Snowshoeing in My Own Backyard


Jill, Day Hiking Ambassador

Growing up as a child my backyard was always a realm of adventure where my imagination could take me anywhere. I could be a pirate sailing the seas, running on the Great Plains with wild horses, or wearing crampons as I scaled Mount Everest. That small square of enclosed wooden fence was a place of magic with endless possibilities. Well here I am today all grown up yet the magic of my backyard still remains. Enclosed now by a small mountain range instead of a fence I no longer imagine adventures, but I am actually out their living them.


Opening my door this morning I was greeted by the Cibola National Forest wearing a delicate layer of thin snow. Elated to be greeted with white tidings such as these I went to check the forecast for the Sandia Mountain’s top most peaks. Measuring at 10,678 feet in elevation I saw that the mountains had gained an additional 4 inches in height thanks to the fresh snowfall last night.

Trilled about the idea of sinking my new Tubbs Snowshoes into the powder of an empty trail became overwhelmingly irresistible. We suited up in our gear and packed that car with two pairs of 30” Tubbs Wilderness Snowshoes and one pair of 25” Tubbs Xplore Snowshoes. Unsure of how deep the overall trail would be from the additional snow of a previous storm earlier this winter I brought both pairs of my Tubbs. My fiancé gave me a questioning look as I put my second pair of Tubbs in the trunk. Feeling inclined to defend my decision I shared my opinion that a girl can never have too many snowshoes.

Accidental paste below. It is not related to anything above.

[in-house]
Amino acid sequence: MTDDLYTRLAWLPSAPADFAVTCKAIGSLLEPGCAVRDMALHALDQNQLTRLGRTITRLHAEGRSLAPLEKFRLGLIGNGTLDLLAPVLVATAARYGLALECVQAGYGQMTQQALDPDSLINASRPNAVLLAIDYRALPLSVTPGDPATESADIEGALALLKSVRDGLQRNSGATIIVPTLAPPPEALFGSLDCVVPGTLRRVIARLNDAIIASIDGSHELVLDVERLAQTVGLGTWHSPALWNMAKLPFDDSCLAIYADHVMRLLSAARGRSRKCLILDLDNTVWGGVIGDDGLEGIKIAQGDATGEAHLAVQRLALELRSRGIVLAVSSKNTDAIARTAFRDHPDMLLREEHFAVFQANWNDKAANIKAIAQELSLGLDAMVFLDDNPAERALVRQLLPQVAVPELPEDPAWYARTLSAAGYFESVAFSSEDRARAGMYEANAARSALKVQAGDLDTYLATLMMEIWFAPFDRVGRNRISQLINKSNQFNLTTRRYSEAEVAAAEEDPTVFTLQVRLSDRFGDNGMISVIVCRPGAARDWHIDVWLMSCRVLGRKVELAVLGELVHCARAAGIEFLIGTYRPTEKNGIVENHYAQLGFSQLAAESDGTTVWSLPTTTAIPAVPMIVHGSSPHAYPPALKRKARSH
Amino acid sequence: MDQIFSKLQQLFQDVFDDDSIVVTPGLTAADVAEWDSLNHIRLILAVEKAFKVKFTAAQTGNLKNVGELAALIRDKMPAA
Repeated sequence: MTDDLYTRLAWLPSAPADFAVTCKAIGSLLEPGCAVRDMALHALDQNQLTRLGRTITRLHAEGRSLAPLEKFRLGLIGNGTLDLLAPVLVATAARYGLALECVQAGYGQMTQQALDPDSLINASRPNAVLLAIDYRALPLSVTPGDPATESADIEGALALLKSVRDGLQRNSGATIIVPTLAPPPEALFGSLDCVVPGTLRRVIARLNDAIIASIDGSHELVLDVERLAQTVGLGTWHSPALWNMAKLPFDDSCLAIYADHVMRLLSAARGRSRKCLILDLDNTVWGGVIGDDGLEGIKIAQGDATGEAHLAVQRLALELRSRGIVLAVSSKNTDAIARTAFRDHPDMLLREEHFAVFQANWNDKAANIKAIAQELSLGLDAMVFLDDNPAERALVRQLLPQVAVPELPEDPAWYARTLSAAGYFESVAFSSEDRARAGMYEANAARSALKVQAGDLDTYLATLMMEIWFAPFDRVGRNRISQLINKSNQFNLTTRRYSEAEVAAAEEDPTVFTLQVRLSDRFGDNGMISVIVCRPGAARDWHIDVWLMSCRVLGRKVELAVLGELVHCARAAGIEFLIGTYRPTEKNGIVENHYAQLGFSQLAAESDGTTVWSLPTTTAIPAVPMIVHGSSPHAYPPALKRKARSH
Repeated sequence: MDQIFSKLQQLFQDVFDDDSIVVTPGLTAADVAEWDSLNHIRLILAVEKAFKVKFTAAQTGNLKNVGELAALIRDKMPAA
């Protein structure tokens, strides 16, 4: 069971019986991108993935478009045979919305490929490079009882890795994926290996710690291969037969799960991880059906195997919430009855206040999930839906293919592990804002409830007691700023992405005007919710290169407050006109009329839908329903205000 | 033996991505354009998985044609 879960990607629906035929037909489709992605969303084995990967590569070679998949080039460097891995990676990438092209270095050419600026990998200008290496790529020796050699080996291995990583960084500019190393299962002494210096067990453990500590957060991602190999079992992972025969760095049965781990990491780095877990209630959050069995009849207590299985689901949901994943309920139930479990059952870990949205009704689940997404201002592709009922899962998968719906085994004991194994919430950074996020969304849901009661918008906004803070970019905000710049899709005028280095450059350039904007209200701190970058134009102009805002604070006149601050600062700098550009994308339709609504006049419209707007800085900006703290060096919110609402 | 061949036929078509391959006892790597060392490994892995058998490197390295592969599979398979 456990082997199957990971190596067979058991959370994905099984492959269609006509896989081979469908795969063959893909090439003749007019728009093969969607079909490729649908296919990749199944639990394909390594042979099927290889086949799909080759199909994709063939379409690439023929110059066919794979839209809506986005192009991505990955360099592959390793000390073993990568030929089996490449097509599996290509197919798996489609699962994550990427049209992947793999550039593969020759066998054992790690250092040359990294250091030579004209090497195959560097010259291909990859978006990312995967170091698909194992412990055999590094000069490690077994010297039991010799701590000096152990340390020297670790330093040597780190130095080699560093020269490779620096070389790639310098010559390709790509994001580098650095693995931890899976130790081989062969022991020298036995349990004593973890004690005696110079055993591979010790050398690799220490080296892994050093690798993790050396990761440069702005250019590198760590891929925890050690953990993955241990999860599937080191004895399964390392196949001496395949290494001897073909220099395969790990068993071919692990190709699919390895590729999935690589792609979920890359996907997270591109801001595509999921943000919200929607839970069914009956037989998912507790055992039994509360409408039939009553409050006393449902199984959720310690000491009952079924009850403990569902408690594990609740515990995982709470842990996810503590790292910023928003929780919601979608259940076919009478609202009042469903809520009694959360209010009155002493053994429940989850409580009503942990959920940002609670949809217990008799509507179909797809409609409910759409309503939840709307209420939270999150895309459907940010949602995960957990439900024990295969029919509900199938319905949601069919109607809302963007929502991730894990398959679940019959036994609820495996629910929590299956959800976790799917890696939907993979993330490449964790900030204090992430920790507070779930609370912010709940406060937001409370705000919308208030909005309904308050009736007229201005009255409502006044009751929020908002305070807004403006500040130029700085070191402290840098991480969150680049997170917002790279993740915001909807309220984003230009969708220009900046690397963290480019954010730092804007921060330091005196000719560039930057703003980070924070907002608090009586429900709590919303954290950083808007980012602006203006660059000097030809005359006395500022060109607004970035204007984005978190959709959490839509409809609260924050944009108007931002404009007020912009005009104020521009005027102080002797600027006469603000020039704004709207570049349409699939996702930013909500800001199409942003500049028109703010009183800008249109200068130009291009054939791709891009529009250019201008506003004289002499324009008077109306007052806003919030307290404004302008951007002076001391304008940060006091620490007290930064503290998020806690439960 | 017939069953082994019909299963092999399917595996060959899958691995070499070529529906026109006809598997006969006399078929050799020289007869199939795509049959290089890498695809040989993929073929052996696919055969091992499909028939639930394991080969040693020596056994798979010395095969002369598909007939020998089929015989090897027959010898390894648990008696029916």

With the closing of the trunk we initiated the loading of the dogs. Our two dogs are Dog (8 years old) and Emma (6 months old); yep you read that correctly we call one of our dogs Dog. Yea it can get a bit confusing when talking about Dog in a conversation because people always think we are talking about a dog not Dog the dog.

With both dogs in tow we drove up the road into the mountains that make up our backyard. A large elevation gain and several mountain switchbacks later we found ourselves in the clouds. The entire Crest was socked in with storm clouds and violent gusts of wind accompanied by blowing snow in what felt like every direction. The snow accrual was surprisingly deeper than projected then stated on the forecast. It was so deep that I had to set aside my 25” Xplore Tubbs so that I could pull out my 30” Wilderness Tubbs. Yay!

Crunch! Snap! Tug…Shake. Crunch! Snap! Tug…Shake. My snowshoes were on and the trailhead was calling. Sliding on my K2 snow goggles I yelled “Let’s Do This!” to Paul in order to be heard over the loud gusts of wind from the storm. With a nod in agreement we opened the car and unleashed the hounds. Bounding out of the car one after the other we hooked our ecstatic pups to their leashes and we were off.